Have you ever felt like problems chase you? No sooner than you get away from one thing, another shows up and then it’s like a junk drawer that won’t shut. Maybe like me, the problems are there because you haven’t learned to solve the equations.
Equation – “In mathematics, an equation is an equality containing one or more variables. Solving the equation consists of determining which values of the variables make the equality true. In this situation, variables are also known as unknowns and the values which satisfy the equality are known as solutions”
Math has been a lifelong enemy of mine. When it comes to literature and art, I’m a whiz. I can write papers all day. But math? It may as well be a foreign language. When I took college courses, I whipped through six months of classes with a 4.0 GPA until l I took Algebra. I failed so terribly, that I withdrew altogether in my frustration because they told me that not only did I fail, but I needed to retake the dreadful class and pay $1,200.00 to retake it. I was such a baby that I tore up my book and threw it in the fireplace.
With my 40th birthday approaching, I am moving into new seasons in life. Well, most of them aren’t really new seasons but old seasons that I skipped over in frustration. Things that instilled fear, anxiety and made me uncomfortable so I abandoned them. But one of things that I feel God is having me re-visit is my fear of solving equations which is better known as “mathematics.”
God is showing me through my frustration the purpose of mathematics and how it plays a role in my faith. After all, even God keeps an account of everything from the sparrows, the grains of sand, every tear we shed, down to the hairs on our head. He is the great mathematician.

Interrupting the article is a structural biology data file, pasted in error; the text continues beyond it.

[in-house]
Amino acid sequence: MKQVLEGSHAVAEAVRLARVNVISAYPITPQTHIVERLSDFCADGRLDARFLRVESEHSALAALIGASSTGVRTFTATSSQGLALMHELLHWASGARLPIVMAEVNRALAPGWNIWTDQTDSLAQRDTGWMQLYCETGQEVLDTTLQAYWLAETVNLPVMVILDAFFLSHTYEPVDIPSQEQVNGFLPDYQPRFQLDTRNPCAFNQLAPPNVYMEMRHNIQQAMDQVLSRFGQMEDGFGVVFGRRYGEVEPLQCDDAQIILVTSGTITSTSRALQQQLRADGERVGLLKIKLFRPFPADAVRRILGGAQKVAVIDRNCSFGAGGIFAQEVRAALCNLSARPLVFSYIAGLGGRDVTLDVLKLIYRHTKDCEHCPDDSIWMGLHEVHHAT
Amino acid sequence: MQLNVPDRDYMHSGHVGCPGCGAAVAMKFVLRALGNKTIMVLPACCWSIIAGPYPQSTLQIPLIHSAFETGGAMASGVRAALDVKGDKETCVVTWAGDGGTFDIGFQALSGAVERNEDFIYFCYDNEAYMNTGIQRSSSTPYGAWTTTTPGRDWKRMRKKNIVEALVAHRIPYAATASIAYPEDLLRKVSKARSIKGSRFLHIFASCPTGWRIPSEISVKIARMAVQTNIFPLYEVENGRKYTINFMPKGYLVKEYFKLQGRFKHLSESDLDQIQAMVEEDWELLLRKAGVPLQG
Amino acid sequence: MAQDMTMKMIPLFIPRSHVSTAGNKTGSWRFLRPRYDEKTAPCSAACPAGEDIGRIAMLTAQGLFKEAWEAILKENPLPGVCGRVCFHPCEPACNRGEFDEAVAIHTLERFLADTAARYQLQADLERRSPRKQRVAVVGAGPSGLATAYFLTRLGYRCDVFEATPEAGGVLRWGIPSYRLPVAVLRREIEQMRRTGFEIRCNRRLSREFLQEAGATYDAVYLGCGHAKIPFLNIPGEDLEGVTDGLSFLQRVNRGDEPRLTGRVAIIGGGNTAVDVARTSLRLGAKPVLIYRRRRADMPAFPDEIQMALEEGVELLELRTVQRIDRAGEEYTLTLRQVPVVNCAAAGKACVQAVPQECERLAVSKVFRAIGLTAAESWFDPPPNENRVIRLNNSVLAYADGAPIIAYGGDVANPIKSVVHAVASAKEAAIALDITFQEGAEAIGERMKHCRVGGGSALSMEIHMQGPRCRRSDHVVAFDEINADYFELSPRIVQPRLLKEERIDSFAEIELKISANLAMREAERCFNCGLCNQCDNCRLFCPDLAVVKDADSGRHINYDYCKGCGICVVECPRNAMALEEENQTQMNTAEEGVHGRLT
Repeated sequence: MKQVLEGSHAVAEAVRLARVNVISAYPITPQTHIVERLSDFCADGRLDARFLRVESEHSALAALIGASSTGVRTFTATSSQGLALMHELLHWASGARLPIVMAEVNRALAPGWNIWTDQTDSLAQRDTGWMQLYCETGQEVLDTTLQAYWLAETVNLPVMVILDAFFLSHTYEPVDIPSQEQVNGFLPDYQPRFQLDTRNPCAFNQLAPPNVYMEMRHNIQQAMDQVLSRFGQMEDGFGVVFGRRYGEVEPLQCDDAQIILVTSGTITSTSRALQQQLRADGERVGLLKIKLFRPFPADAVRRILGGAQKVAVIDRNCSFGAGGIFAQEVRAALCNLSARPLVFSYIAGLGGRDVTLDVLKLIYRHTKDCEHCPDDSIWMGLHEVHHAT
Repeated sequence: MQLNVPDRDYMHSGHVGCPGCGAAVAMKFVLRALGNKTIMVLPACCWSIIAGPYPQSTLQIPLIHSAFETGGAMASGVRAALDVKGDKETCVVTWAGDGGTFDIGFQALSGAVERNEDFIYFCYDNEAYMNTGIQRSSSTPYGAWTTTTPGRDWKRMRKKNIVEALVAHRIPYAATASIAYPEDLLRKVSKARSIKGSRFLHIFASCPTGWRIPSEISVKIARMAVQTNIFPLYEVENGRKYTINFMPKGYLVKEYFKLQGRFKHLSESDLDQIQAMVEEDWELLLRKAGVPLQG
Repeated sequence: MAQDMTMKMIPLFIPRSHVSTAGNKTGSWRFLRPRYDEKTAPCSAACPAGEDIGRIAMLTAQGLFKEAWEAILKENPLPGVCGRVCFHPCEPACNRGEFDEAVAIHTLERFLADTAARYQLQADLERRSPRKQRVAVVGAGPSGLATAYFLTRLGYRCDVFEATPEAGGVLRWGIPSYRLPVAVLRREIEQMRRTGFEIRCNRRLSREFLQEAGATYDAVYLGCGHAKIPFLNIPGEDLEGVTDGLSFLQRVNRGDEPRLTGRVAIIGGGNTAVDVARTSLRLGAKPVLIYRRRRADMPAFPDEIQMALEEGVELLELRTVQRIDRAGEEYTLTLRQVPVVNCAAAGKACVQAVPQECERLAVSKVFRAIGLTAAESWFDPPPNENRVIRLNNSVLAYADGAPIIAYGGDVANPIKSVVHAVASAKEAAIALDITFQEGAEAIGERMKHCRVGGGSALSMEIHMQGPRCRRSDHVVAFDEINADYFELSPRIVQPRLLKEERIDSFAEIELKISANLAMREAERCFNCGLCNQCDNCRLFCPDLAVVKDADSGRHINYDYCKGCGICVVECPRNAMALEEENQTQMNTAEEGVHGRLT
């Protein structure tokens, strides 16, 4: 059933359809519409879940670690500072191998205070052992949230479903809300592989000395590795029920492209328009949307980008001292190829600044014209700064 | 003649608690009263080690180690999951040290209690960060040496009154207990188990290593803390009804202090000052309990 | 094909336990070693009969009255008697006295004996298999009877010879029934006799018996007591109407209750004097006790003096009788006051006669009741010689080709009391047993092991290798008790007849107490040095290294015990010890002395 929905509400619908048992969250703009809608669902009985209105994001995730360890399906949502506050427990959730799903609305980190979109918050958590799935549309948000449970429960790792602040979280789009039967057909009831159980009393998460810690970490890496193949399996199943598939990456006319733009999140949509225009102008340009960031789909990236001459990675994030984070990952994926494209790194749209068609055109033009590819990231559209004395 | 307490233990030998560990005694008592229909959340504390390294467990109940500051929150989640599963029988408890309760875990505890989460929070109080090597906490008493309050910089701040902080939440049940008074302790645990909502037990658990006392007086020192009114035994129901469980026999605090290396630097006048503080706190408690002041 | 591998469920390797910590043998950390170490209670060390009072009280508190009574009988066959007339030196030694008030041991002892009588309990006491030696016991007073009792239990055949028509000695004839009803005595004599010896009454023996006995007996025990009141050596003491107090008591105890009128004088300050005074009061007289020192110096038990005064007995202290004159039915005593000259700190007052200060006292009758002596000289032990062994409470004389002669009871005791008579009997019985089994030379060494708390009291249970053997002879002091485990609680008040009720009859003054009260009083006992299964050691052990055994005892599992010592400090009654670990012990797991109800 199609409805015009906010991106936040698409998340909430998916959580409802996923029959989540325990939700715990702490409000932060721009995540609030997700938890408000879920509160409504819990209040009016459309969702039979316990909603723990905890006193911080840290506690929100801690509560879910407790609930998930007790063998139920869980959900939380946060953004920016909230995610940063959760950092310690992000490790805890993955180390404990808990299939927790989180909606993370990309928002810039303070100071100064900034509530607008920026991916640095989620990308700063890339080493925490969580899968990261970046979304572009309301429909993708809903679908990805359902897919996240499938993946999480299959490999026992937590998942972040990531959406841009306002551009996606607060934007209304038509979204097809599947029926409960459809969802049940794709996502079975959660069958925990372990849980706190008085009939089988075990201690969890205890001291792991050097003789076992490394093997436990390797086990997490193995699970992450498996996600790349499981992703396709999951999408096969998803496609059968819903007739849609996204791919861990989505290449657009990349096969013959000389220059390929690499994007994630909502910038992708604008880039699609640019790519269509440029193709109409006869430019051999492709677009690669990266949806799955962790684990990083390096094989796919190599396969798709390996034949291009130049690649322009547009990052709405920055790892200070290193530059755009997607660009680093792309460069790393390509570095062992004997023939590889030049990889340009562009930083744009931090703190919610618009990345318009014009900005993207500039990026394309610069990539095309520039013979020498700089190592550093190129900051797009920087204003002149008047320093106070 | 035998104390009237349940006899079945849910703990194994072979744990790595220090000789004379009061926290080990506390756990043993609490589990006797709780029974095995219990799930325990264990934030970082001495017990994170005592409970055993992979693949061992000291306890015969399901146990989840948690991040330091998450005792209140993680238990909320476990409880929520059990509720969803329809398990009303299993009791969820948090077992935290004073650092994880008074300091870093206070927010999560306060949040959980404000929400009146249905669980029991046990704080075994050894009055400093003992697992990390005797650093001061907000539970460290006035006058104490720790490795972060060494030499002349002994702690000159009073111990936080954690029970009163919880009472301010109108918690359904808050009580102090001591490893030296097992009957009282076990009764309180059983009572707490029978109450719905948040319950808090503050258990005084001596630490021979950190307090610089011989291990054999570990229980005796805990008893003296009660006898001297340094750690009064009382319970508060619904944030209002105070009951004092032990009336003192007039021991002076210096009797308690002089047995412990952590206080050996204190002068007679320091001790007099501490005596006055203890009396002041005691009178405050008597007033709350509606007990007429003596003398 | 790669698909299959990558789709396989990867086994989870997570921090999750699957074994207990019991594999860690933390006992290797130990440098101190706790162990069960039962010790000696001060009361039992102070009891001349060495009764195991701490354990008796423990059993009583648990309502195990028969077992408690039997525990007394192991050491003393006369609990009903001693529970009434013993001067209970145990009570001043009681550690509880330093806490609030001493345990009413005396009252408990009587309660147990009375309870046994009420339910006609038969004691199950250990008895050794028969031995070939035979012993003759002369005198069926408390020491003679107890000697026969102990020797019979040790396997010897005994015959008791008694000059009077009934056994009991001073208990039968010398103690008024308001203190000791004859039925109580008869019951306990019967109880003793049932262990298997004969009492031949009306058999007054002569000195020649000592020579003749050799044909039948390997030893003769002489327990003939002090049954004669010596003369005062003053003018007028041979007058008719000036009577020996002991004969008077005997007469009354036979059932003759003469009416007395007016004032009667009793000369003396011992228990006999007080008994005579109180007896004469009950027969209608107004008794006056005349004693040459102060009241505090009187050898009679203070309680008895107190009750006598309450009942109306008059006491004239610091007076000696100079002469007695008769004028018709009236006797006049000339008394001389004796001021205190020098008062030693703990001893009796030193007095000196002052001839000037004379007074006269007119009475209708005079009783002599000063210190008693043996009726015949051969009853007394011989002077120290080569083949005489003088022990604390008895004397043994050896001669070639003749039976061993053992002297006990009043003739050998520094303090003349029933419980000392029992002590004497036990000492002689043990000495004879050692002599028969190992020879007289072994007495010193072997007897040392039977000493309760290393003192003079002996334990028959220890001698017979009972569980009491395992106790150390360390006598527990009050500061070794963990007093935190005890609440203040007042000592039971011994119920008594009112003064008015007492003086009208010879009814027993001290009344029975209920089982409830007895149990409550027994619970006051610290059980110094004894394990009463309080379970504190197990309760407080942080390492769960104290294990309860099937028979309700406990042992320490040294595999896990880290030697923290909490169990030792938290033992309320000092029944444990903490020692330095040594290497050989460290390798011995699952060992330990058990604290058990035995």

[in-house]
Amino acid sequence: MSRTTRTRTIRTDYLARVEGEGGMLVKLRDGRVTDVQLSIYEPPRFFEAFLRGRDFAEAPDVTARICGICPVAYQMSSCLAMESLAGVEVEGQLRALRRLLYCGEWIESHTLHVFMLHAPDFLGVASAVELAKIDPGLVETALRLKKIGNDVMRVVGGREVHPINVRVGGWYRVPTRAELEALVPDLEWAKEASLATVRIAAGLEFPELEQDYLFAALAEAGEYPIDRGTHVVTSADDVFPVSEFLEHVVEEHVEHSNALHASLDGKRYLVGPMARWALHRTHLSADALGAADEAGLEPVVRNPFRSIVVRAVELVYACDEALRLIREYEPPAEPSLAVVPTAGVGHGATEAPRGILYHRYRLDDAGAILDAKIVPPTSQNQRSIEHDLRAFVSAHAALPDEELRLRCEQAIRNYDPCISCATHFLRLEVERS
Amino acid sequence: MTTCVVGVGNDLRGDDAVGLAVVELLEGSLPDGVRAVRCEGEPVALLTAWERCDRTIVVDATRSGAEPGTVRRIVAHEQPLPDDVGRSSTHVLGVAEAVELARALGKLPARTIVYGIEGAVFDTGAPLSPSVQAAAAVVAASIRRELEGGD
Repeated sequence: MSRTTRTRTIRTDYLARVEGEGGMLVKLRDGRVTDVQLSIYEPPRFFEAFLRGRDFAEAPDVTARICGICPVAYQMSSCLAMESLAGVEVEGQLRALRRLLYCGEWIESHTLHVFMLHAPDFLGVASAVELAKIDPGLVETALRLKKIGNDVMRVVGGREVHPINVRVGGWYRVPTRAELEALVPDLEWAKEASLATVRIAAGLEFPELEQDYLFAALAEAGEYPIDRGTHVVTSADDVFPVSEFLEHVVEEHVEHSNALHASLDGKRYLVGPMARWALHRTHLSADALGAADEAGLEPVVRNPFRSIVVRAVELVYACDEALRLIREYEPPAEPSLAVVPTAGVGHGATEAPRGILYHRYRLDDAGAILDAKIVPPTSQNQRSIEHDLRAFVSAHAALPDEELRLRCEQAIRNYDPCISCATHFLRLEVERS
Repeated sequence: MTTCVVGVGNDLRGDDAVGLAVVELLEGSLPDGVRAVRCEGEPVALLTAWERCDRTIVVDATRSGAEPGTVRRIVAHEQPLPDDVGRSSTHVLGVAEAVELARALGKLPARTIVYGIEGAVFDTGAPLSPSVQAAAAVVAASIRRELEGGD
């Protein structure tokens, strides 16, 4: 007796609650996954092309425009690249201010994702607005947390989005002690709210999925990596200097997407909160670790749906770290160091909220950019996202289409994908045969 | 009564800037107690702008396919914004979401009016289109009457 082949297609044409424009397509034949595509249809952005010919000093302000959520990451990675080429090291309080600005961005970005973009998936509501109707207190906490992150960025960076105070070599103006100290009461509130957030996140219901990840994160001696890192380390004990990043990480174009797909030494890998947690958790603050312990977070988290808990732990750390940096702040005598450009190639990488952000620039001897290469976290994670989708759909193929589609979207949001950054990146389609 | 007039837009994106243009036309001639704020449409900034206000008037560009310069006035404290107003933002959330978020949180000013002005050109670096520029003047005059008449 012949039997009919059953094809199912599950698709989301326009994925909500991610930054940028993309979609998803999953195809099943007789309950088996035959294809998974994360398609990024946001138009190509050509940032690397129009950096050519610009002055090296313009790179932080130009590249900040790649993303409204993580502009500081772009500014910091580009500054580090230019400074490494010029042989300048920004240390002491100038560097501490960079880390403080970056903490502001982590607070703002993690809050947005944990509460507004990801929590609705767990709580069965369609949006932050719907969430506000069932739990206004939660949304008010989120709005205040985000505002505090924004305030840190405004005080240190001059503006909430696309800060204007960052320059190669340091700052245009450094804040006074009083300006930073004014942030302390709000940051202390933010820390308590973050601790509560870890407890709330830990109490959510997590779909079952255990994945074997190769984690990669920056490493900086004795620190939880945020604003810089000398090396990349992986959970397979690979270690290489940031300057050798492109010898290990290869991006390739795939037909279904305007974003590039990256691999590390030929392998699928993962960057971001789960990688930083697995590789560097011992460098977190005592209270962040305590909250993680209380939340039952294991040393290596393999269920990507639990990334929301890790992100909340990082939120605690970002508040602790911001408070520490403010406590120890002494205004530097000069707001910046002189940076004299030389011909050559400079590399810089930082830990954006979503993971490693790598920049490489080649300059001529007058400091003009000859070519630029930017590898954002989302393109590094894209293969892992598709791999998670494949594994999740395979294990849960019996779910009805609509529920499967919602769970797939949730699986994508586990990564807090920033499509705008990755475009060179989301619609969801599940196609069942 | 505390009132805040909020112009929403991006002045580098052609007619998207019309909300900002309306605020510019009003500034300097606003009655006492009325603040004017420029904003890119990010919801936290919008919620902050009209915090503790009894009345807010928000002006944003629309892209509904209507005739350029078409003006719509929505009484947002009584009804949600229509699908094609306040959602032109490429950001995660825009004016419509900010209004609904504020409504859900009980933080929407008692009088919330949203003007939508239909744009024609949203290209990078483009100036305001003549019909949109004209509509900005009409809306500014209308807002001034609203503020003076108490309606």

“Are not two sparrows sold for a penny? Yet not one of them will fall to the ground outside your Father’s care. And even the very hairs of your head are all numbered. So don’t be afraid; you are worth more than many sparrows.” Matthew 10:29-31
Mathematics does not exist just for the purpose of expanding our minds, as I have told my children all of their lives, but to learn how to become a problem solver. A problem solver seeks solutions instead of dwelling on the problems.
Maybe I dreaded math because I tend to dwell on problems. Maybe it scares me because there is no grey shaded area. It is right or wrong; true or false. You cannot reason with math. Maybe finding the “sum of the unknown” is too difficult. You have to breakdown the issue into the simplest form. And that takes work and digging below the surface.
A large part of sanctification and character building process is learning to solve problems instead of whining about them, shifting the blame for them or ducking and dodging them. You will never solve an equation by hiding from it. Problems do not magically disappear. It goes against the law of nature. Someone has to solve it or it will go unresolved. It cannot be contained, only solved. That means if the same issue is chasing you like a shadow, it is begging you to solve it. As problems in our world seem to grow into an epidemic, the opportunity for solving the equation is there among the numbers. Problems in the world grow because there are not enough people willing to become problem solvers. We were all born to solve a problem in the world.
How do you know what problem may exist for you to solve?
- Do you find yourself surrounded by a particular issue/issues? Friends, family and co-workers tend to deal with the same problem?
- Does it seem to be an issue that angers or hurts you to the core? The variables keep adding and piling up and then become “unknown burdens” in your life.
When you notice problems adding up, maybe it because there is no one that is courageous enough to do their part. But when you know your part, then you will know fully just as you are fully known. That is when you begin to find the sum of the unknown.
“For now we see only a reflection as in a mirror; then we shall see face to face. Now I know in part; then I shall know fully, even as I am fully known.” 1 Corinthians 13:12